Travelogue: Myanmar - Day One

HELLO! I've been quiet the past week because I flew off to the land of pagodas and shrines! No not Thailand, but Myanmar! I went on the NUS Geography Overseas Field Trip (OFT) to Yangon and those 5 days have been nothing short of amazing! Really want to share with you my thoughts and all about this trip, so here's my travelogue! But it'll mostly be photos, because I have so many posts to write! (Oops.)

So let's begin with DAY ONE!

Welcome to Yangon, Myanmar! Thought the first picture in this post should be something authentic of Myanmar, and here's a typical scene on the streets of Yangon. Think streets lined with both vehicles and pedestrians walking down and fighting for space.

Their houses and apartments remind me so much of Nepal. The houses in Kathmandu look like this too!

Lunch affair! Our tables were filled with their local food, namely chicken, pork, curry, vegetable platter and fried sweetcorn. We were all quite hungry after the flight and checking in to our hostel etc, plus it's our first meal here so we were eager to dig in!

The dishes are served in small plates and look how they have already prepared the dishes and scooped them onto the plates! We went during the busy lunch hour so I guess they were preparing ahead.

Check out their HUGEEE selection of dishes! This is how a typical Myanmese lunch is like in restaurants. Patrons choose the dishes they want and the food will be served to their table, along with rice, their staple food. Very much like our 菜飯 in Singapore but waaaay more variety haha.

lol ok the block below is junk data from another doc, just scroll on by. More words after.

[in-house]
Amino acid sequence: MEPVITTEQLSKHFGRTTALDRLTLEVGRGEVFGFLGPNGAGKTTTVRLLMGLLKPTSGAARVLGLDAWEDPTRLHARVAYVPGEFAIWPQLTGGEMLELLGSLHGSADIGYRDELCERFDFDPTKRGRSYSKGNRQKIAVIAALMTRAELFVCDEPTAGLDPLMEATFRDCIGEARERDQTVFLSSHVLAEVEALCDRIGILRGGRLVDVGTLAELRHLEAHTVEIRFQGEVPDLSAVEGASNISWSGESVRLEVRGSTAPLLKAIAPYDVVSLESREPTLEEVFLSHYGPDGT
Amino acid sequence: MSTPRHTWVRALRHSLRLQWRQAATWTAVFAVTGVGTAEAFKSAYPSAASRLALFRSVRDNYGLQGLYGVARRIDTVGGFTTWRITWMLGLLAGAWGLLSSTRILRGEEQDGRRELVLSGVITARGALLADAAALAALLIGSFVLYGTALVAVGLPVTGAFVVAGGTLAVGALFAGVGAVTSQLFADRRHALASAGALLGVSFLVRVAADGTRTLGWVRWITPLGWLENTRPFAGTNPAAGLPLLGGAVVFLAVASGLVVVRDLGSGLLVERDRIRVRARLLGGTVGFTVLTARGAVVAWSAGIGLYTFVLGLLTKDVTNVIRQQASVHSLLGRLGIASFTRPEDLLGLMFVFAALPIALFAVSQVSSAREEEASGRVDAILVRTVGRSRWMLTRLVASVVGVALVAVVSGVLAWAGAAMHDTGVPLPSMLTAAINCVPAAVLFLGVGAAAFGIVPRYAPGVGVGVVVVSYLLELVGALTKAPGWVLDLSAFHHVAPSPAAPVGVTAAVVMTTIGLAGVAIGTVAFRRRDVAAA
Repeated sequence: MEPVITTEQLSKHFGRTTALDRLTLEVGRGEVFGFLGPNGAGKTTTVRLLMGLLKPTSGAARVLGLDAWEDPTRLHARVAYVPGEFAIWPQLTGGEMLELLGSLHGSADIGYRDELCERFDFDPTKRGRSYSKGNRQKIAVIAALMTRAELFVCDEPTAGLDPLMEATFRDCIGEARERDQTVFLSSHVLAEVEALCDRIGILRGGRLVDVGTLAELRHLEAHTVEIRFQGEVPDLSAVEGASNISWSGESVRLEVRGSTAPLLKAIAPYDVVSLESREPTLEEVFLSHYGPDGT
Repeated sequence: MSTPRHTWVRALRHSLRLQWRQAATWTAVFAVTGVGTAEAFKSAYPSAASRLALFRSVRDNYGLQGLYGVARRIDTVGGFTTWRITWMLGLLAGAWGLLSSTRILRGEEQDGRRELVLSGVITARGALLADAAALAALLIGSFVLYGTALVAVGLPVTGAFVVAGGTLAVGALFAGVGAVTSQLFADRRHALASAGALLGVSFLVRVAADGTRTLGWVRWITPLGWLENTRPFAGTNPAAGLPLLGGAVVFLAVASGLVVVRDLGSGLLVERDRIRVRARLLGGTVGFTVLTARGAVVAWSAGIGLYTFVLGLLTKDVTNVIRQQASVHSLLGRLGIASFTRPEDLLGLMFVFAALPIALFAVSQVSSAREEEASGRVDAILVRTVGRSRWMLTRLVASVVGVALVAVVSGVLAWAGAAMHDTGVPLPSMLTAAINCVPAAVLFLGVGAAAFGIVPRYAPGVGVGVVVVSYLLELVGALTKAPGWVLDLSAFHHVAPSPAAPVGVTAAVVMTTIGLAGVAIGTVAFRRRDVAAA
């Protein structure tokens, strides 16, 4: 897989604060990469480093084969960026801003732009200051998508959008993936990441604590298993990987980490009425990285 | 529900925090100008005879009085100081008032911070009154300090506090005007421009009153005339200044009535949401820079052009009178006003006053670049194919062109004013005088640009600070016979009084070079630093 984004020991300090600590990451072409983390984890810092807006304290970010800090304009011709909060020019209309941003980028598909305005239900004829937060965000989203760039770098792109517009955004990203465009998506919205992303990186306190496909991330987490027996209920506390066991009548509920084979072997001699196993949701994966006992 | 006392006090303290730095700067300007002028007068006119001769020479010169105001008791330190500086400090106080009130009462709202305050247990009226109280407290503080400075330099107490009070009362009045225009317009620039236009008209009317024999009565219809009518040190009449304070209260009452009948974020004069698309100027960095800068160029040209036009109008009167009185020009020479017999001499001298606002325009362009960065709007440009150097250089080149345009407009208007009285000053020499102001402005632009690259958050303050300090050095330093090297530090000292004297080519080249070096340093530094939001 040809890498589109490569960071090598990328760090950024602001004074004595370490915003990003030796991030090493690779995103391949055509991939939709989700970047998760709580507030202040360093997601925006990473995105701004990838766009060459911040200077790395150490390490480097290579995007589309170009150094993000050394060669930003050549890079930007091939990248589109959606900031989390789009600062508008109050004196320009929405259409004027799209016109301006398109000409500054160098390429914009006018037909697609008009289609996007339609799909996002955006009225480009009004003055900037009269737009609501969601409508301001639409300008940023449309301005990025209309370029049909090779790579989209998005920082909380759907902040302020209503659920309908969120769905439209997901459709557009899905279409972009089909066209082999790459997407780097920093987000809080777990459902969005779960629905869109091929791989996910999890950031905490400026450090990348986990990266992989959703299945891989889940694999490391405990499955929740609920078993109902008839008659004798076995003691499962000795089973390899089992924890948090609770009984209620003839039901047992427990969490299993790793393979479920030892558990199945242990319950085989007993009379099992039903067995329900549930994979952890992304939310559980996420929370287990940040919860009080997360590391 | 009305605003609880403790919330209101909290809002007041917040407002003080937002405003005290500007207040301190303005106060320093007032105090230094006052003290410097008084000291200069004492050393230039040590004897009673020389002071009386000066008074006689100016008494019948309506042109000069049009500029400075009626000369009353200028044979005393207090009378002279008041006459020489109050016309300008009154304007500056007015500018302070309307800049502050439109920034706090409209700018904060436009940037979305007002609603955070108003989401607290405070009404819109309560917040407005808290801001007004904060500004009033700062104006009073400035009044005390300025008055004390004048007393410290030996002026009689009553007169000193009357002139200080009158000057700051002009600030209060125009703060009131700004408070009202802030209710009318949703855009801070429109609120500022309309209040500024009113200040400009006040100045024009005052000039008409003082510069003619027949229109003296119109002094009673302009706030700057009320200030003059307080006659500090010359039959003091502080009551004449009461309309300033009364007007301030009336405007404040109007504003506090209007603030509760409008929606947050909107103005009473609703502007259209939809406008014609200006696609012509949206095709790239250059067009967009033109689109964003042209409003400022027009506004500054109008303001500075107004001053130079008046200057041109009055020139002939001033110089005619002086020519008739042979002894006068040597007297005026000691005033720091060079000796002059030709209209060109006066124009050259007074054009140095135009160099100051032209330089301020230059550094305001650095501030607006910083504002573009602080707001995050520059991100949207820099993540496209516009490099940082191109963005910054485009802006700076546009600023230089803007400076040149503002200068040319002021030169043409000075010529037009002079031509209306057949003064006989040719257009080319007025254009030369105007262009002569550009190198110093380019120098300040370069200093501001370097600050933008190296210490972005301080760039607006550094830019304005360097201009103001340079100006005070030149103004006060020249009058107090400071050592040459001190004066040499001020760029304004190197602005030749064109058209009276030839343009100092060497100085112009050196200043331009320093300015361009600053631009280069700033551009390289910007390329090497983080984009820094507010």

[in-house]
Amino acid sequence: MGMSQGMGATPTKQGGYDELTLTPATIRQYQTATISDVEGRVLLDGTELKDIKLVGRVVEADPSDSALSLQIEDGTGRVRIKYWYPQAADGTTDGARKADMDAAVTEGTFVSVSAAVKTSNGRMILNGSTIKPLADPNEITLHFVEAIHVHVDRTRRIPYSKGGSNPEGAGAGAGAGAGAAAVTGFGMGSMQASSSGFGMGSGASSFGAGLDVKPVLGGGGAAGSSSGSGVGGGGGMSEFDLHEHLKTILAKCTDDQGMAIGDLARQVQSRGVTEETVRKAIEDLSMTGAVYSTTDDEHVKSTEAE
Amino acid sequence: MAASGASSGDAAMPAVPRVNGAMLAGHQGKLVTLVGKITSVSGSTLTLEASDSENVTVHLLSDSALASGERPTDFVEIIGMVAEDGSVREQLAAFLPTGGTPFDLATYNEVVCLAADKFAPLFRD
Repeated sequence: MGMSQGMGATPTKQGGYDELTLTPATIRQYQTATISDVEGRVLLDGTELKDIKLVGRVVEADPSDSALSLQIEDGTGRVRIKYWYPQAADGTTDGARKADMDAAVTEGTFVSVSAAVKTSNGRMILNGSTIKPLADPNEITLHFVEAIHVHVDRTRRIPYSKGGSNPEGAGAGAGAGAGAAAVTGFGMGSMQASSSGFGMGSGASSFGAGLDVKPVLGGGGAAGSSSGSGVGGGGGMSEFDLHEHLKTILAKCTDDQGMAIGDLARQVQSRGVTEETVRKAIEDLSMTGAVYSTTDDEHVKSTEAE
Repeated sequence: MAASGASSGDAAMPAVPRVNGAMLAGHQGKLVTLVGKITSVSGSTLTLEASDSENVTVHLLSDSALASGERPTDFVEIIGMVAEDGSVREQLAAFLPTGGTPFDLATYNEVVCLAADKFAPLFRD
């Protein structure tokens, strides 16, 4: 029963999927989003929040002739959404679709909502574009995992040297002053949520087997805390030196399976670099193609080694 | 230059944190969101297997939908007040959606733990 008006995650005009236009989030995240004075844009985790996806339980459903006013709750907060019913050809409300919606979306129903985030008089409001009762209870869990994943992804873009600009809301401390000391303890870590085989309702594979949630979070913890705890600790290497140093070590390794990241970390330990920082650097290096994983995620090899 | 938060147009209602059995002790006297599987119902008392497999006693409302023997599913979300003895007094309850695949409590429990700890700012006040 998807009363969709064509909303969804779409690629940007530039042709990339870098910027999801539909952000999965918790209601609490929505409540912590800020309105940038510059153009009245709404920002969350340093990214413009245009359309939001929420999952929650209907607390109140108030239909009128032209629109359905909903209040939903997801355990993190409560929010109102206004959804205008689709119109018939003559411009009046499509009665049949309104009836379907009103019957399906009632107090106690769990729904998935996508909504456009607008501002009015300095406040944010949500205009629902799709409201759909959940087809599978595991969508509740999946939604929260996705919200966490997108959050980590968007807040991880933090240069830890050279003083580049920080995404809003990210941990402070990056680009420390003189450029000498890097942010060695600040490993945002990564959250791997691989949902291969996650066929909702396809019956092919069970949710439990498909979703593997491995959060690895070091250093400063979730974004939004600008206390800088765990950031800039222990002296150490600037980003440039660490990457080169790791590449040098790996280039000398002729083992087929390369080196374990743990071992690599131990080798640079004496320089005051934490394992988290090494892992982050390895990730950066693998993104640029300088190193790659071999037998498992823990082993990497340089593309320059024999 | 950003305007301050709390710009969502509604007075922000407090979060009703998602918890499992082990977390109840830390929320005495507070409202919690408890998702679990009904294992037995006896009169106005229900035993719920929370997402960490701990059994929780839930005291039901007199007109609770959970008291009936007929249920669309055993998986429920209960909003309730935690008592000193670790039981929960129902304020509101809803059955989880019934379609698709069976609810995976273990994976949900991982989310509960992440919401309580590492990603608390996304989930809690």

Next we toured around downtown Yangon where the old colonial buildings are located.

I really love how their colonial buildings are rundown but so rustic. Nothing like the polished and clean ones we have in Singapore. Not that I don't appreciate the modernity in Singapore, but it's definitely very refreshing to see the other side of things. Like, you can see that the windows are dirty, rusty and curtains very soiled, but they evoke that very... mysterious yet pure feeling, like it's been untouched since day one.

We visited the Yangon Heritage Trust which is a small gallery of photos depicting the development of Yangon/Myanmar. Whoh, I swear all that I've learnt in GE2204 Cities in Transition was ringing in my head man! What about megacities, ordinary cities etc etc were so applicable here. If you look at the two photos above, you can see that the government really wants to develop Yangon into a 'global city'. And that really got our geographical lenses out, thinking critically about the 'overratedness' and excess attention placed on global cities and the path to being one.

I love walking on the streets because you get to see the local way of life. This man above was using a typewriter!

I think we were walking along a book street because we saw a few book shops and stalls set up like this. Interesting.

A typical street with food stalls set up.

Some fried crickets/insects for you?

Yangon City Hall